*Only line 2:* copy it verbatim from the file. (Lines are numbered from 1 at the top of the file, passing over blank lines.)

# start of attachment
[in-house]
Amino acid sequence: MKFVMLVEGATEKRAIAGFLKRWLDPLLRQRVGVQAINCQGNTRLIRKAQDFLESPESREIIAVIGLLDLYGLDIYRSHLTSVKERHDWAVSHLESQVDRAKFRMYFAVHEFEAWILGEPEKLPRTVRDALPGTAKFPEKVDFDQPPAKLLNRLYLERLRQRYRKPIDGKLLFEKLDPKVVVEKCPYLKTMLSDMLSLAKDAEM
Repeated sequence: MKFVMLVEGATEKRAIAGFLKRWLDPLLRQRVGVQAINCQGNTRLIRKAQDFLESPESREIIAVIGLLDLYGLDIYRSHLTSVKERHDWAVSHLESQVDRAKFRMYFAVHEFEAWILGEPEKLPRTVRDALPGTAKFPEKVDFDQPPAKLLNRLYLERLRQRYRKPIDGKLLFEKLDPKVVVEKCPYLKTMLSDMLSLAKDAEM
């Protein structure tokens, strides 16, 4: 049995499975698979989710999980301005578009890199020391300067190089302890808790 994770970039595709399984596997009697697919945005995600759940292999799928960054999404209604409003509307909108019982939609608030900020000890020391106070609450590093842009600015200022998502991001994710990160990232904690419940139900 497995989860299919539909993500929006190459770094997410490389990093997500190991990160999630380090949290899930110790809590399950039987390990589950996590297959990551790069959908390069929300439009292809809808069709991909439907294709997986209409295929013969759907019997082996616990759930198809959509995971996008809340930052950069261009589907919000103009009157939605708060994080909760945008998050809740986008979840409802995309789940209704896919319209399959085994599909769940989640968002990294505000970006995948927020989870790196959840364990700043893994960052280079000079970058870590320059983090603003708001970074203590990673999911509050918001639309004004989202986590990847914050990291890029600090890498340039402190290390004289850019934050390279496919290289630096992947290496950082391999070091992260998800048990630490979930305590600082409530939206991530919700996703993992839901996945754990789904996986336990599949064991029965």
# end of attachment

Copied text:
Amino acid sequence: MKFVMLVEGATEKRAIAGFLKRWLDPLLRQRVGVQAINCQGNTRLIRKAQDFLESPESREIIAVIGLLDLYGLDIYRSHLTSVKERHDWAVSHLESQVDRAKFRMYFAVHEFEAWILGEPEKLPRTVRDALPGTAKFPEKVDFDQPPAKLLNRLYLERLRQRYRKPIDGKLLFEKLDPKVVVEKCPYLKTMLSDMLSLAKDAEM